|Colwick shown within Nottinghamshire|
|Sovereign state||United Kingdom|
|EU Parliament||East Midlands|
Colwick is a suburb in the east of Greater Nottingham in England. It is in the Gedling ward of Netherfield and Colwick.
The village is recorded in the Domesday book, since when the De-Colwick, Musters and Byron families have all owned the village. The etymology of the place-name is from Old English wic "specialised industrial farm" with an uncertain first element, possibly col "coal", although there have never been coal mines in the area.
In 1844 there was a gruesome murder at 'Saville's Spinney', then part of Colwick Park and later part of Colwick Woods. William Saville murdered his wife and three children in the woods on Tuesday 21 May. Their bodies were found one day later by John Swinscoe of Carlton who fetched the parish constable to the spot. An open razor was found in the left hand of the dead woman. The crowd for Saville's execution numbered in the tens of thousands and twelve died in a panic in the moments after Saville was executed.
Colwick has won the right to be recognised as a village again. It follows a campaign by members of Colwick Parish Council, who believe village status will be a boost for the community. Highways officials have granted permission for the area to call itself "Colwick village", similar to Bestwood village and Gedling village. It forms part of the Nottinghamshire borough of Gedling, although Colwick Woods and the Country Park fall within the unitary authority of Nottingham.
Colwick has a population of about 2,000.
Originally an agricultural area, Colwick was notable as the birthplace of Colwick cheese, a soft and creamy curd cheese, allegedly invented in the village in the 17th century. By the 18th century, it was already being made at a number of other locations, persisting in manufacture until the late 20th century. In the 19th century the village became heavily industrialised and was home to many notable firms such as William Lawrence & Co. Ltd, Sands and Spray & Burgess.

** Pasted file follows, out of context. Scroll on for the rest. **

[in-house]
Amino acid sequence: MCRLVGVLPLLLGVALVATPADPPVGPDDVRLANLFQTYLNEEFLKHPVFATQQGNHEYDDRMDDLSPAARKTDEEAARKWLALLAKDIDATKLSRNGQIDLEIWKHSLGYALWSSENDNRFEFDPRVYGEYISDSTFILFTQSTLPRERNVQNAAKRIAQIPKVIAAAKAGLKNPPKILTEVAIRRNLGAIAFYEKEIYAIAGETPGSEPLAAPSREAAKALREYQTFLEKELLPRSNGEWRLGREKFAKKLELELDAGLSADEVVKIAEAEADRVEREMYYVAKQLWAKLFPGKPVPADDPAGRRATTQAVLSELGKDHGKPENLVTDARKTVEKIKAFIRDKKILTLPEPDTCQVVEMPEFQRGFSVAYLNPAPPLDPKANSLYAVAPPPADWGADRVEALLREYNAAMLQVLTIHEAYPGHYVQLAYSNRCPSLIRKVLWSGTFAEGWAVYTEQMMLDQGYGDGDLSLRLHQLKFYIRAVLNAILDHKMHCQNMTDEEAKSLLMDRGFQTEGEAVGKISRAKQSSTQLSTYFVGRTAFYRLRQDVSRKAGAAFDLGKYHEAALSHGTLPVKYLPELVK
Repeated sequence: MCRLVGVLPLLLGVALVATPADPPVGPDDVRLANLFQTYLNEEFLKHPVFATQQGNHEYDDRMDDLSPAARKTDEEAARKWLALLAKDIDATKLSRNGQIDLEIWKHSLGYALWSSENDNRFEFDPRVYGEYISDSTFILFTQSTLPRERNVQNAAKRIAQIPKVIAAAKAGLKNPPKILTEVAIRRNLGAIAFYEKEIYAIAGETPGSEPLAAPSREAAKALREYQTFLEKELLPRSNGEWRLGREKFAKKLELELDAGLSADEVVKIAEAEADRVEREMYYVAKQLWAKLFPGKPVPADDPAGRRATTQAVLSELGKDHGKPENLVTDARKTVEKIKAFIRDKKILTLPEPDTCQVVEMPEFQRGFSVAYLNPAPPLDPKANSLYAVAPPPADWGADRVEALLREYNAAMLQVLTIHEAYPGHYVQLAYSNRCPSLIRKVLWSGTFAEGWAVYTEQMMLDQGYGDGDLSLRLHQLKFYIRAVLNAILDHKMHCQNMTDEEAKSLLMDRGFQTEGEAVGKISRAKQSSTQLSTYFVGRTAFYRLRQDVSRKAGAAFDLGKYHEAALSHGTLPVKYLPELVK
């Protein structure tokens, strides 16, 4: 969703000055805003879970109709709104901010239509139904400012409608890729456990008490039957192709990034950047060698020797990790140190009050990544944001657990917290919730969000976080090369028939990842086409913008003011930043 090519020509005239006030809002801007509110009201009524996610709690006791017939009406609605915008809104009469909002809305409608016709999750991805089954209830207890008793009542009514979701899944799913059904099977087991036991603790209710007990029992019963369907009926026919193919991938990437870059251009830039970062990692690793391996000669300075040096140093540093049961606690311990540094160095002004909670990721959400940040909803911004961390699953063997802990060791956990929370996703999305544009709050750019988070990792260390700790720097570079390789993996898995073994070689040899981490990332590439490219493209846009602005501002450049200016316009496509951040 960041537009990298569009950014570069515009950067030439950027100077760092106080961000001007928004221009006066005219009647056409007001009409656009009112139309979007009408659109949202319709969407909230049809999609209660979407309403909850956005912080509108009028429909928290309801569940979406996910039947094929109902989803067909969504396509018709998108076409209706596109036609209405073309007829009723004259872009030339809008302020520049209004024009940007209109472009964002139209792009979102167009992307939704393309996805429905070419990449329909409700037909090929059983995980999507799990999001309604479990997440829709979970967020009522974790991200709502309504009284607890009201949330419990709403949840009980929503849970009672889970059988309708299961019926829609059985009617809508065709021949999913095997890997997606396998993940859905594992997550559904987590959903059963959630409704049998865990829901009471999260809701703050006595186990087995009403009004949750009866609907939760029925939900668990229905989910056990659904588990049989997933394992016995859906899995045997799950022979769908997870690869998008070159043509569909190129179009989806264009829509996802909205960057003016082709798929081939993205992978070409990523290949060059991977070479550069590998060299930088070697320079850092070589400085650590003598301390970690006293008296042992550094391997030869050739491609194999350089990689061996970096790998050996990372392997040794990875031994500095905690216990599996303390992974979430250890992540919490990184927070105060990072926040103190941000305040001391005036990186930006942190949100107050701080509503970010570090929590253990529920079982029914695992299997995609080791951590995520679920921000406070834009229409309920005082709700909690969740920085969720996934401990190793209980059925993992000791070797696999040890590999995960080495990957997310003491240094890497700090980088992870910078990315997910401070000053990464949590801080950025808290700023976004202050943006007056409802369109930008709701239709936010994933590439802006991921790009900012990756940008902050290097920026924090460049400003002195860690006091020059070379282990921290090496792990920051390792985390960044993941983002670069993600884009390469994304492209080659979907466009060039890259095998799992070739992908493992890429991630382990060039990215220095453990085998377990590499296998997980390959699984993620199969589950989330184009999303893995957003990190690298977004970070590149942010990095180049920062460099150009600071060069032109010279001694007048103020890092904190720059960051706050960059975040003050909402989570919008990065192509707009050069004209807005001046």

Culture and community
Colwick Hall is a large country house that is now a hotel. The Grade II-listed Manor House dates to c1675 with early 19th century additions. The derelict church adjacent to Colwick Hall was used to film the episode of The Upper Hand in which Caroline and Charlie are married.
The A612 road to Newark runs through the area as the Colwick Loop Road. The railway to Netherfield and Grantham runs alongside the main road but the area has not had a station since the Racecourse station shut in 1959. Between 1870 and 1970 Colwick was the site of a huge railway marshalling yard and motive power depot.
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Nottingham City Transport
- 44: Nottingham - Snienton Hermitage – Colwick – Netherfield – Gedling – Mapperley – Nottingham.
- 44: Nottingham – Sneinton Hermitage - Colwick – Netherfield – Gedling (from September 2010)
- 44A: Nottingham - Sneinton Hermitage - Colwick Industrial Estate - Netherfield - Gedling
- Ecolink: Nottingham – Racecourse Park and Ride – Colwick Industrial Estate – Victoria Park.
There is a primary school, St. John the Baptist.
The parish church is dedicated to St. John the Baptist.
Mary Chaworth – the first love of Lord Byron – later married Jack Musters of Colwick Hall, creating the Chaworth-Musters dynasty. Boxer Carl Froch used to live in Colwick as a child and attended the local primary school.
- "Colwick Cheese". The Foods of England.
- "Local Nature Reserve". Natural England. Retrieved 1 February 2011.
- "Colwick Manor House and Adjoining Stable, Colwick". BritishListedBuildings.co.uk. Retrieved 20 March 2014.
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